PLoS pathogens

Rab11 regulates trafficking of trans-sialidase to the plasma membrane through the contractile vacuole complex of Trypanosoma cruzi.

PMID 24968013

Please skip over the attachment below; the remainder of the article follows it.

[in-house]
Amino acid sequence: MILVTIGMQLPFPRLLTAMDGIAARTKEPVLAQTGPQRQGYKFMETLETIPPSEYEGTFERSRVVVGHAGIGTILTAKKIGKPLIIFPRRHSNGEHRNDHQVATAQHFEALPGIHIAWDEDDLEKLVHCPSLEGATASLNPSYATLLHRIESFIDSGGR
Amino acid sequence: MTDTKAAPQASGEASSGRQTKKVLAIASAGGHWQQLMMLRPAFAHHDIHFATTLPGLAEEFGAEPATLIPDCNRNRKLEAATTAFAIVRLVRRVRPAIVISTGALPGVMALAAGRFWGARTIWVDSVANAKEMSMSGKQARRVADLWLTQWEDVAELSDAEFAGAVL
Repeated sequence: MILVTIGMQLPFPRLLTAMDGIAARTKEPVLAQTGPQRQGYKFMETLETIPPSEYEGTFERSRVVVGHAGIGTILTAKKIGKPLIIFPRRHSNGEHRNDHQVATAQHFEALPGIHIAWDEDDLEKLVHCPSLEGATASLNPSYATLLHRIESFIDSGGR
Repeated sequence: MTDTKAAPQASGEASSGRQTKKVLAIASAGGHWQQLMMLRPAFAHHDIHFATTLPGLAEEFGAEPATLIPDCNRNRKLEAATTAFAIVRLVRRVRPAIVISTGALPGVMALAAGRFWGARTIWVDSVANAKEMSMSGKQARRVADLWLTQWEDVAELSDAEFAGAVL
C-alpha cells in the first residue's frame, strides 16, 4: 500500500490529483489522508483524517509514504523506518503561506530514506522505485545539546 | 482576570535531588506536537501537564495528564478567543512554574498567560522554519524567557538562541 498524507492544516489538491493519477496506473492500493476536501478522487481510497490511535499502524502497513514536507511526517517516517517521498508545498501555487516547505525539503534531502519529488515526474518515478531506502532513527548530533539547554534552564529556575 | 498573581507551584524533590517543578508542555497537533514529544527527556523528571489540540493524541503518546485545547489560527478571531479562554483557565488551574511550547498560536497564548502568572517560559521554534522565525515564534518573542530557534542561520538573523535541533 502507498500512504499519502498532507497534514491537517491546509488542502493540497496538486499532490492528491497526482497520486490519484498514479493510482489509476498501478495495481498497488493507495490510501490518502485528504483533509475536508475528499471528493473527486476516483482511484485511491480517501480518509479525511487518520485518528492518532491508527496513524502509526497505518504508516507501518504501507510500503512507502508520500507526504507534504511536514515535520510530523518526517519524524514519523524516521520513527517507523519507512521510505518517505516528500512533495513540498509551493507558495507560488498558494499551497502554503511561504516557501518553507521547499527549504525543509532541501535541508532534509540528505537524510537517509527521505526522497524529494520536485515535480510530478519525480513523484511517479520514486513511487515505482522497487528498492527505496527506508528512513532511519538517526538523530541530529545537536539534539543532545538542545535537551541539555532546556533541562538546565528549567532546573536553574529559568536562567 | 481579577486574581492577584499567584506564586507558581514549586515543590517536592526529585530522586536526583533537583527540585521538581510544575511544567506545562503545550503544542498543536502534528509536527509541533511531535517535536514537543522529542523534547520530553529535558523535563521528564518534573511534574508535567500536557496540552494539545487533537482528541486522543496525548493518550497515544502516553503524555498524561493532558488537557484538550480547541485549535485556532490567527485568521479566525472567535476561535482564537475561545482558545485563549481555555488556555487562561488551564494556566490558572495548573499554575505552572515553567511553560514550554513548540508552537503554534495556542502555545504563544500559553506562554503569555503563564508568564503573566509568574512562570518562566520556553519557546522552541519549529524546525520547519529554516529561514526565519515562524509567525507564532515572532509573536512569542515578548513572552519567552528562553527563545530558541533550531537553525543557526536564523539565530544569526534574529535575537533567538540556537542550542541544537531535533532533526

Trypanosoma cruzi is the etiologic agent of Chagas disease. Although this is not a free-living organism it has conserved a contractile vacuole complex (CVC) to regulate its osmolarity. This obligate intracellular pathogen is, in addition, dependent on surface proteins to invade its hosts. Here we used a combination of genetic and biochemical approaches to delineate the contribution of the CVC to the traffic of glycosylphosphatidylinositol (GPI)-anchored proteins to the plasma membrane of the parasite and promote host invasion. While T. cruzi Rab11 (GFP-TcRab11) localized to the CVC, a dominant negative (DN) mutant tagged with GFP (GFP-TcRab11DN) localized to the cytosol, and epimastigotes expressing this mutant were less responsive to hyposmotic and hyperosmotic stress. Mutant parasites were still able to differentiate into metacyclic forms and infect host cells. GPI-anchored trans-sialidase (TcTS), mucins of the 60-200 KDa family, and trypomastigote small surface antigen (TcTSSA II) co-localized with GFP-TcRab11 to the CVC during transformation of intracellular amastigotes into trypomastigotes. Mucins of the gp35/50 family also co-localized with the CVC during metacyclogenesis. Parasites expressing GFP-TcRab11DN prevented TcTS, but not other membrane proteins, from reaching the plasma membrane, and were less infective as compared to wild type cells. Incubation of these mutants in the presence of exogenous recombinant active, but not inactive, TcTS, and a sialic acid donor, before infecting host cells, partially rescued infectivity of trypomastigotes. Taking together these results reveal roles of TcRab11 in osmoregulation and trafficking of trans-sialidase to the plasma membrane, the role of trans-sialidase in promoting infection, and a novel unconventional mechanism of GPI-anchored protein secretion.